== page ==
I generally don't have a problem switching to the left side of the road when I drive in the British Isles. Or, to be more accurate, I've done it several times and I am still here to write about it. But the Isle of Mull may put an end to that. Or to me.
The picture above shows a stretch of the road between Tobermory, the island's largest town, and the village of Salen, where I'm staying at the Glenforsa Hotel. This is not, by Mull standards, the hinterland. It may be the most heavily-trafficked route on the island. Outside Salen, two lanes squeeze to one. And for about ten miles, it's what the Scots call a single-track road.
This means that on a road roughly the width of a driveway, cars come right at you. They're not supposed to hit you, of course. Every few hundred yards or so, the road has what the locals call a "passing place." This is a bulge in the pavement, making it look like a snake that's swallowed half an apple. The idea is that if the passing place is on your left, you slide into it if there's an oncoming car, letting him by. If it's on the left side of the oncoming car, he's supposed to slide into it and let you by.
There's a certain courteous, sociable aspect to this. The driver who sees the first place to slip in to often blinks his lights to tell the oncoming car it's safe to proceed. The custom is to give the oncoming driver a wave as you squeeze by the passing place. It's basically just a quick, open palm at the top of the steering wheel. It's like the open-palmed salutation that the Indian characters in old Westerns gave, along with the greeting "How."
This system isn't unmanageable when the road is straight and flat and it's possible to spot an oncoming driver when he's still hundreds of yards away, locate the next passing place and decide who's supposed to pull into it and give way. But the road to Tobermory is by no means straight. It winds around and up and down a stretch of dramatic hills. The vistas would be quite striking if one didn't have to keep his white knuckles glued to the wheel and his eyes glued to the road, wondering what will happen if a bus is coming when the rental car reaches the crest of a hill along a blind curve.
When this happens, there's a wee standoff. Then someone has to put his car in reverse and back up until a passing place appears in the rear view mirror. There's a bit of a strained quality to the social wave in these cases. And the ruts and tire tracks I saw along the side of the road suggest that some standoffs end less than well. Even when the system works, a bit of traffic can cause so many waves that a driver's arm gets tired.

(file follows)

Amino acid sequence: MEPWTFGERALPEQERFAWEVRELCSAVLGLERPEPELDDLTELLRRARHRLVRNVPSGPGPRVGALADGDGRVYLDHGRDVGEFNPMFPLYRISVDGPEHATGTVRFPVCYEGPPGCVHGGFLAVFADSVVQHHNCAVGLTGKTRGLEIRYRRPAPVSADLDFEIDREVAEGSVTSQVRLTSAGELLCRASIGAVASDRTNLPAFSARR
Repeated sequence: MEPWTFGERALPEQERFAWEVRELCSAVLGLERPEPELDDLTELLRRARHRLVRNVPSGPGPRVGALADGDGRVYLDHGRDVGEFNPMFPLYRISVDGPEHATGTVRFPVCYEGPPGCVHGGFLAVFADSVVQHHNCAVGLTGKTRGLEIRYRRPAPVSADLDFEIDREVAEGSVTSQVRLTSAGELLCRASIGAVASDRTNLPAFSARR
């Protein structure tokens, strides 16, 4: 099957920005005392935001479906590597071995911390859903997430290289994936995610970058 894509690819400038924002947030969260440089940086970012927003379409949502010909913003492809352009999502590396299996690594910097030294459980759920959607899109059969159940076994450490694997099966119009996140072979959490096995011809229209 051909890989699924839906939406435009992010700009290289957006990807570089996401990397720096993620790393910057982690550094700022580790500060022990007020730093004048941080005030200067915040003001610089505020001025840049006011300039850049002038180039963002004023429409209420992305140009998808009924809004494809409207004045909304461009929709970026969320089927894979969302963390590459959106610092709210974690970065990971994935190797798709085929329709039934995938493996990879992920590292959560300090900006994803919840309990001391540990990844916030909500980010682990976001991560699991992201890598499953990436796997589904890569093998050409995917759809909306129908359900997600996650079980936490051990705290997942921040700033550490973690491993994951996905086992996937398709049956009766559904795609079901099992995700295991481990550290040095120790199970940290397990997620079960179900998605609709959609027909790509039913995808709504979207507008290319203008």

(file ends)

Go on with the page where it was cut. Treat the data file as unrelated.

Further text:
I wonder why the people of Mull let this continue. The island seems prosperous enough to afford a two-track road, so I don't think the people can't afford it. I've rejected a few hypotheses. It can't be that a guy who owns a body shop and a tow truck controls the local government. That doesn't seem British. It can't be that the people of Mull are engaged in an effort to purge the reckless chromosome from the local gene pool. Too much collateral damage.
I asked my host at the Glenforsa, Allison Busch, and she said she likes the present system just fine, thank you. It would indeed be expensive to add a lane, especially when the winter population hardly needs one. It would mean that tourists, who now make their way around very slowly, would whiz along at 60 miles an hour. "You don't see anything at that speed," Allison said. The tourists might even zip around Mull in a single day and leave on an evening ferry rather than stay overnight. And another lane of pavement would consume some of the prettiest land on the island.
So I don't think the traffic patterns on Mull will change any time soon. The people seem to like things the way they are.